M AVERICK S CIENCE E-News
The University of Texas at Arlington
College of Science
February 2018
 
Dasgupta honored with prestigious state, national awards for scientific contributions
Purnendu ‘Sandy’ Dasgupta
Purnendu “Sandy” Dasgupta, the Hamish Small Chair of Ion Analysis in UTA’s Department of Chemistry and Biochemistry, has been named the 2018 Distinguished Texas Scientist by the Texas Academy of Science.
    Dasgupta also was recently named the recipient of the 2018 American Chemical Society’s Division of Analytical Chemistry Chemical Instrumentation Award.
    “Only elite scientists who have made significant international contributions in their fields are selected for these prestigious awards, and Dr. Dasgupta is truly among the greats,” said Morteza Khaledi, dean of the UTA College of Science. “He not only challenges but also inspires his colleagues and students in our college and his research is applied science – it is improving public health on a global scale. I congratulate Dr. Dasgupta on yet another honor in his remarkable career.”
    Dasgupta was previously named the recipient of the 2017 Talanta Medal, an international award in the field of analytical chemistry. The Talanta Medal will be presented in March. In January, one of his papers was listed in The Analytical Scientist as among 10 landmark literature papers in the discipline for 2017.
    Read the full story here.
Dong receives CAREER award from NSF to develop new antimicrobial nanomaterials

He Dong

He Dong, associate professor of chemistry and biochemistry and joint associate professor of bioengineering, has been awarded a prestigious National Science Foundation Faculty Early Career Development (CAREER) grant to develop new synthetic antimicrobial nanomaterials to treat antibiotic-resistant infections in hospitals and military facilities.
    Bacterial resistance to conventional antibiotics is a major threat to public health, and antibiotic-resistant infections are associated with close to $20 billion in direct medical costs each year, according to the Alliance for the Prudent Use of Antibiotics. Overuse of existing antibiotics has worsened the problem, resulting in an urgent need to develop new types of antimicrobial agents to combat the ever-increasing emergence of multidrug-resistant bacterial infections.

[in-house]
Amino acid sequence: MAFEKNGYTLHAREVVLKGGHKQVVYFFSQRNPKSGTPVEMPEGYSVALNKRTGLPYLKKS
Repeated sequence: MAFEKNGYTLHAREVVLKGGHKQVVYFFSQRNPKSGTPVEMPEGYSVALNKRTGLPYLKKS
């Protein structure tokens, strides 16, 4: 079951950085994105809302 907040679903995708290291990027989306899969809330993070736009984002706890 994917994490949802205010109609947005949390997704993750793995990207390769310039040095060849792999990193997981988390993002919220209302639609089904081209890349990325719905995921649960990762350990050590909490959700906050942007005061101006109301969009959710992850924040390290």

“We are developing synthetic antimicrobial materials that only target toxic bacteria and are biocompatible with healthy mammalian cells,” Dong said. “These new molecules show great promise to treat infections not only on external surfaces or the skin like traditional antimicrobial peptides do, but also internally through oral or intravenous treatments, as they do not attack healthy human cells.”
    Read the full story here.
COS alumnus Nuñez named 2018 Health Care Hero by Fort Worth Business Press

Dr. Ignacio Nuñez, M.D. Photo courtesy of Fort Worth Business Press/Glen Ellman

A UTA College of Science alumnus who regularly donates his time, talents and financial resources to the College, University and the community has been recognized with a prestigious award for his service.
    Dr. Ignacio Nuñez, M.D., an OB/GYN at Texas Health Arlington Memorial Hospital since 1983 and a partner with Family Healthcare Associates in Arlington, was named a recipient of the 2018 Health Care Hero Award by the Fort Worth Business Press. The award recognizes excellence among health care professionals, administrators and volunteers in the D-FW Metroplex.
    Nuñez received the award during a reception and dinner at the City Club of Fort Worth on February 8.
    Nuñez, who was named a Distinguished Alumnus by UTA in 2010, is chair of the College of Science Advisory Council and regularly donates his time to talk with and mentor UTA pre-med students. During his 35-year professional career in Arlington, he has served in leadership positions on numerous boards and committees.
    “I am honored to receive this award on behalf of my wife, who makes it all possible, as well as my patients, partners, hospital, peers and especially the University,” he said. “They have given me this opportunity to serve my community and alma mater.”
He says he was inspired to seek a career in medicine by his time in the Boy Scouts, where he learned that “service to others was for me one of most valuable qualities that I could aspire to,” and also by the death of a friend when he was young.
“Medicine, being a healer, has allowed me to have a career of service to others that has provided me the opportunity to make a difference in people’s lives,” Nuñez said. “I have delivered thousands of babies and performed countless surgeries during my career and have been rewarded a thousand fold.”
Read the full story here.
Johnson-Winters encourages kids to dream, pursue STEM education at event in Arizona
Kayunta Johnson-Winters with some of the students who participated in the STEM symposium.
Kayunta Johnson-Winters, associate professor of chemistry and biochemistry, was keynote speaker for a symposium aimed at increasing interest in STEM among middle and high school students.
    The event, Black History Month: Next Generation of STEM Professionals, was held in Sierra Vista, Arizona on February 24.